Stopping such a practice could easily earn you some measure of good will, and that is what the RPA is banking on in Tuesday’s election. While the idea of marching down a busy street with a brass band and a bunch of hand-painted banners sounds ridiculous, like something out of a Frank Capra movie, it actually seems to be a Frank Capra movie out on MacDonald Avenue on Sunday.
There aren’t many pedestrians, but the ones that are out smile and wave. People wander out of the businesses that line the street to see what the racket is all about. Cars drive by honking, and people wave enthusiastically out their windows.
“Is Mass out yet?” says Gayle McLaughlin to a couple of boys in perfectly pressed church wear who are chasing each other in circles on the pavement outside of St. Cornelius Catholic Church. They shake their heads no. “Well,” McLaughlin says, to no one in particular. “I was really hoping to catch the crowd as they were leaving Mass.”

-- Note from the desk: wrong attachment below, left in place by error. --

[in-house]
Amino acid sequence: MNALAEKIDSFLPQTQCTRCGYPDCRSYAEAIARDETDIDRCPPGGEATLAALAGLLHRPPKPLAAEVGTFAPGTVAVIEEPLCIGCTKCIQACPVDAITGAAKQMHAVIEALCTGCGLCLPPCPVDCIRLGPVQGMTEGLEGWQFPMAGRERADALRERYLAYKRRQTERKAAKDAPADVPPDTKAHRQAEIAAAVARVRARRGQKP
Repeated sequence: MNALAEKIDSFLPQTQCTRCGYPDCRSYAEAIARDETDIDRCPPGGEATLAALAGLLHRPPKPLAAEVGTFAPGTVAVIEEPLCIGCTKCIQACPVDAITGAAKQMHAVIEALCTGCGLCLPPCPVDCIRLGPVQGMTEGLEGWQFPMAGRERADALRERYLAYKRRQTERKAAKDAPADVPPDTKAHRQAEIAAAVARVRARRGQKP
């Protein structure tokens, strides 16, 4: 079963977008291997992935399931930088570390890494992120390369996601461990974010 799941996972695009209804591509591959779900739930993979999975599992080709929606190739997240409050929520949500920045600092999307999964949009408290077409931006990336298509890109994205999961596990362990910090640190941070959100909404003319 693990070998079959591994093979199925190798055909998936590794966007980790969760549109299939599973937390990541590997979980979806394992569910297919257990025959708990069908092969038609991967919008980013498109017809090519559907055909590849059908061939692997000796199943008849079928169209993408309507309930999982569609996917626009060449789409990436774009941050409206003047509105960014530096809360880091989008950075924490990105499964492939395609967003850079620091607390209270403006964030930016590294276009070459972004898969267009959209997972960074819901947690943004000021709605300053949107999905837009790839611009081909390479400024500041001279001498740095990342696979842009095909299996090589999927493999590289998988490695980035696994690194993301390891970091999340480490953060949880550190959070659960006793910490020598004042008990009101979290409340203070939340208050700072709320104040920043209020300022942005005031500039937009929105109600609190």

That’s OK. There are plenty of other people to talk to, like the tamale vendors who are also waiting for church to let out. McLaughlin reaches for the Spanish-language pamphlets that have been prepared for just this occasion. “Hola!,” she says, and walks toward them.